Shazdeh Garden


In cartoons, mirages are usually portrayed as lush green oases surrounded by swaying trees; way different from the real-world mirages that people might happen to see. An image that mesmerize the eyes of a desperate passenger stranded in the middle of a desert. Shazdeh Garden in Kerman Porovince is a mirage that has come to reality with the magical wand of Persian garden designing.


Shazdeh Garden is located in the middle of a desert in the city of Mahan in Kerman Province.

Shazdeh Garden, meaning Prince’s Garden in Farsi, is located in the middle of a desert in the city of Mahan in Kerman Province. To get to the garden, one would have to drive about 25 kilometers on the road connecting the city of Kerman to Bam.

Surrounded by nothing but desert from all directions, the garden is one of the finest examples of Persian gardens.


Characteristics of Persian Gardens

Persian Gardens have three important characteristics: one is that they are all established along a river or are in the vicinity of a qanat. (Qanats are underground watercourses tunneled in areas with low amount of rainfall.)

The second characteristic would be that the whole garden is enclosed with brick walls, which besides bringing the garden the privacy that is of great value in Iranian culture, they protect the trees and flowers against the scorching arrays of the sun.

Additionally, these gardens include a pavilion (called Kushk in Farsi Language).

In the past, Iranian gardens almost always were constructed in a rectangular shape and were divided symmetrically by water courses and line of trees.

Shazdeh Garden is established in a land stretched as far as 5.5 hectares, and like many other Persian gardens it has a rectangular shape. It also owns an impressive entrance built at the lower end while its pavilion, built in two floors, is located at the upper end. The distance between the gate and the pavilion is adorned with a number of water fountains, flowers and tall trees.  Pines, cypress, elm trees, ashes, and poplars are some of the trees grown in the garden.

For the land having a steep slope, standing at the entrance, one can have a picturesque view of the stair-stepped garden.

Pavilion (Kushk) of Shazdeh Garden


History of Shazdeh Garden

The construction of the garden began in 1850 for Mohammad Hasan Khan Qajar Sardari Iravani. About 20 years later the garden was expanded by Abdolhamid Mirza Naserodollehand, who was the ruling governor of the area then, during 11 years; however, the construction was left incomplete when Abdolhamid Mirza died in the early 1890s.

Water Resources of Shazdeh Garden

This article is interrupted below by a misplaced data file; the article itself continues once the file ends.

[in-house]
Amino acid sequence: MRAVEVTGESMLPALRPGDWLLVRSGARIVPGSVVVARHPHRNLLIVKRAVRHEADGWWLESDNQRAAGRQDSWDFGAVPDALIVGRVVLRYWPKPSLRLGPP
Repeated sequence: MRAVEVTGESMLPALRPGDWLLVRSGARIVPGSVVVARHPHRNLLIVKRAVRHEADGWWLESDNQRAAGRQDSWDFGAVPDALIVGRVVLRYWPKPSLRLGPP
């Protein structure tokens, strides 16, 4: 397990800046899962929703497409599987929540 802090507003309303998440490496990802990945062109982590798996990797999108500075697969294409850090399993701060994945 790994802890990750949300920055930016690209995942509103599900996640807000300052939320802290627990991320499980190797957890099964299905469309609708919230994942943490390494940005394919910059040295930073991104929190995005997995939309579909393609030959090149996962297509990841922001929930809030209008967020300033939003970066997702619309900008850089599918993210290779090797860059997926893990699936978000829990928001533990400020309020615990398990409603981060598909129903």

The water flowing in Shazdeh Garden originates from Tigaran Qanat and River which both are filled by the melting snows of Jupar Mountain. Moreover, the steep slope of the area where the garden is located helps the water flow effortlessly.

Having quenched the thirsts of the many trees of the garden, the water flows out of the garden and heads toward the village of Moqsam in Bandar Abbas County, Hormozgan Province.

If interested in visiting Shazdeh Garden of Kerman touch here.


Monir Farmanfarmaian

Shazdeh Garden became the inspiration for one of the most beautiful works of the distinguished Iranian artist Monir Shahroudy Frmanfarmaian.

Monir created this artwork in 2009-2010 and named it after the garden. Monir’s Shazdeh Garden resembles an opened double-casement window that has been opened towards a garden with shining trees.

In an early interview with Stephanie Bailey Monir had said that since the garden had belonged to his husband’s cousin who both were princess of Qajar dynasty (1796-1925), she had had the opportunity to visit the garden several times.

Farmanfarmaian, who passed away in April 2019 at the age of 97, was a sketch artist, illustrator, and art collector. However, she is mostly known and remembered for her astonishing geometric mosaic works made of mirrors.

Monir’s mirror works are in fact abstract geometric works that are the result of combining traditional Iranian Ayeneh-Kari and modern arts. Ayeneh-Kari is a traditional indoor design in which small pieces of mirrors are implanted in plaster.

Monir’s mirror works are in fact abstract geometric works that are the result of combining traditional Iranian Ayeneh-Kari and modern arts

The idea of her signature works crossed her mind when she visited Shah Cheragh Mosque in Shiraz, capital of Fars Province in 1966. Like many other mosques in Iran, Shah Cheragh is decked with tiny pieces of mirrors.

Monir Farmanfarmaian Hall dedicated to a number of the artist’s mirror works and paintings is now home to the shining Shazdeh Garden.

Negarestan Garden is located at Baharestan Square on Shariatmadari Street and is easily accessible by bus and subway. To get to the Garden one would have to take a 5-minute walk from Baharestan subway station.